Help our organization every time you make a purchase with your new credit card!
Welcome to NISA’S new Credit Card Program! We've partnered with Capital One® to launch our
newest fundraising program, which will help us earn money doing what you do every day! Just use
our custom credit card and valuable cash donations for every purchase you make will be donated to
our organization. Plus, we'll get a $50 bonus donation when you make your first purchase. The card
comes with a competitive rate, so sharing your passion—and your support—is easy and automatic.
What a great way to support our organization and save more homeless Samoyeds. It is simple!
Apply today!
How can our members apply for the credit card program?
Here is the credit card web access to the on-line application:
www.cardlabconnect.com/NISACreditCardProgram , where you will find more information about
applying for the Visa® Platinum card and the benefits to you and to NISA. You may chose from one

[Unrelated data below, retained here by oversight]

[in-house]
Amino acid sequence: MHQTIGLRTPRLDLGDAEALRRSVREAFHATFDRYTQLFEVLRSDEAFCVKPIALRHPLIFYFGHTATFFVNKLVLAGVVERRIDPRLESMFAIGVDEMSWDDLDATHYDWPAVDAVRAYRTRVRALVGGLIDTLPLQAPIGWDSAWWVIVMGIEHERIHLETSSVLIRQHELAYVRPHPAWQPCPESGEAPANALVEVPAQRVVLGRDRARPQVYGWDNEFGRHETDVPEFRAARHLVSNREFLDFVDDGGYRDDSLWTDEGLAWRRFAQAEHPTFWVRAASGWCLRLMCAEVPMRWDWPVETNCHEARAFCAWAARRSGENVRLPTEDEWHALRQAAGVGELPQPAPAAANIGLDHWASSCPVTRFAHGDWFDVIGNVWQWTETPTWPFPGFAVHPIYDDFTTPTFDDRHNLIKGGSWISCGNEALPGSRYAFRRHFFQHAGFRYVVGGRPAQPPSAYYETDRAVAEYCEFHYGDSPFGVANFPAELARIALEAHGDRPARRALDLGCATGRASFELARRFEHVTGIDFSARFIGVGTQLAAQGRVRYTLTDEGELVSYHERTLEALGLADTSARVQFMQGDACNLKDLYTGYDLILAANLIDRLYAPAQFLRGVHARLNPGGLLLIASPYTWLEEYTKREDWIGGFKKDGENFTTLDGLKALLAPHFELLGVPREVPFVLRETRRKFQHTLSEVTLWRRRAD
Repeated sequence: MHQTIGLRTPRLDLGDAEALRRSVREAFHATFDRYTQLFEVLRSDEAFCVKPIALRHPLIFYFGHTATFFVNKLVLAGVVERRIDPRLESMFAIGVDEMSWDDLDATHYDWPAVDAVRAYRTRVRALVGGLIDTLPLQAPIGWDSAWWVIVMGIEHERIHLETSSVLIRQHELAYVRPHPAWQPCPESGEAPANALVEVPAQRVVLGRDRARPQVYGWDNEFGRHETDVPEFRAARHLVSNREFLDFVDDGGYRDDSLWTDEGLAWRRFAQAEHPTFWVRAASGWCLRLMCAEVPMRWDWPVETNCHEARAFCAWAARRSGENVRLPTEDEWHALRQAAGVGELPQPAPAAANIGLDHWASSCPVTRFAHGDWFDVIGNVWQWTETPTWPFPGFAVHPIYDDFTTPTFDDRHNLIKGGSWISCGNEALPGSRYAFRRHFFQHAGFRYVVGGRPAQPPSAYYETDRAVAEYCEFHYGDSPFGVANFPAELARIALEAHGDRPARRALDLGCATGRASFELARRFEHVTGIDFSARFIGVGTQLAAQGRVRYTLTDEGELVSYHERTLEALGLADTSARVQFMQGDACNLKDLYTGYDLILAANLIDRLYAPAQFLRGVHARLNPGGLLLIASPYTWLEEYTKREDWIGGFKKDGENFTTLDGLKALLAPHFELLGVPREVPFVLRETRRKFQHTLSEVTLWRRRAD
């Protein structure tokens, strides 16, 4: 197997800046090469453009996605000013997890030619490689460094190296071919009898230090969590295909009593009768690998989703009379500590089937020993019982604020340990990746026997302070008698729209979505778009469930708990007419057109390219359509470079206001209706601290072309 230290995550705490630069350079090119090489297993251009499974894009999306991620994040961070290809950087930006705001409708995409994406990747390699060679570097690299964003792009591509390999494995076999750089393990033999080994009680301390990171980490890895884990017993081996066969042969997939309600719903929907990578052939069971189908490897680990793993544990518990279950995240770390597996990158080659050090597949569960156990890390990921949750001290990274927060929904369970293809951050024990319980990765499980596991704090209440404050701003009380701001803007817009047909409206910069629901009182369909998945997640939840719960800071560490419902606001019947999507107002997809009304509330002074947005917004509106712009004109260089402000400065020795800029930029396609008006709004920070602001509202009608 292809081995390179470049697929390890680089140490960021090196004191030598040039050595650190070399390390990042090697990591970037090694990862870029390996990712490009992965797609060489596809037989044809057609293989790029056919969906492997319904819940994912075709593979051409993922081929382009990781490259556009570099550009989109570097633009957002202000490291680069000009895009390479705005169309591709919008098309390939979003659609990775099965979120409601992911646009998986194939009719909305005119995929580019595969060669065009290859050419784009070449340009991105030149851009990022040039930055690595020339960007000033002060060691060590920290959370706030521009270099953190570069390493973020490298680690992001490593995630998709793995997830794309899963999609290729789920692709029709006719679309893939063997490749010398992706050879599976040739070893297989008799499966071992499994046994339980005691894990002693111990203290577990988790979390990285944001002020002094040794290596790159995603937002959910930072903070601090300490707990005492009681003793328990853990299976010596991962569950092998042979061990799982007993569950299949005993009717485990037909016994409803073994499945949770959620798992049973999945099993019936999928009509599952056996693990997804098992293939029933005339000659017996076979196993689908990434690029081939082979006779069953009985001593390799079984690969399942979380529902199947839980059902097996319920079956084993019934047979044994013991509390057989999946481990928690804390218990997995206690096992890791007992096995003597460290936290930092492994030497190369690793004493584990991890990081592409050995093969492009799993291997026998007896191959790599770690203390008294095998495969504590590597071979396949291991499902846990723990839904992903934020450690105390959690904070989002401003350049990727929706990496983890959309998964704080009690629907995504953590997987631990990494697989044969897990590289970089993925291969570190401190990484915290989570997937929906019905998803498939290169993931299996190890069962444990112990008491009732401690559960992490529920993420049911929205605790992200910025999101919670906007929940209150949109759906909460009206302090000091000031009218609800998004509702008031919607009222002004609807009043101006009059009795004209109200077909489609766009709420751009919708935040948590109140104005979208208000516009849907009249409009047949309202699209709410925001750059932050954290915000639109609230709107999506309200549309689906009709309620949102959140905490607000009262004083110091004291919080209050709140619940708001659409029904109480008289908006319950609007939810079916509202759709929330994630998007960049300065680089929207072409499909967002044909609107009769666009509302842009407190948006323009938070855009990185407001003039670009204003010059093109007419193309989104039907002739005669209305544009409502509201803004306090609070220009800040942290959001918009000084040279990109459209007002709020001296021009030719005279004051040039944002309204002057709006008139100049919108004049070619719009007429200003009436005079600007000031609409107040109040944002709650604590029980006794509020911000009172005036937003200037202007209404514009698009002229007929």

of 3 designs and you may also choose a unique card image of your pet(s) or your favorite family
photo 45 days after you have joined the program. Please click through the application pages and
read the FAQ’s for more information.
If you have additional questions please contact Capital One® directly at
[email protected] or 1-888-717-2271.
**Credit approval required. Terms and conditions apply. Offered by Capital One®, N.A. © 2013 Capital One.
J AN -F EB 2013
Page 7
D IAMONDS IN THE ROUGH
LILO
FOSTER HOMES
NISA currently has only 3 foster homes,
each of which have dogs in their care.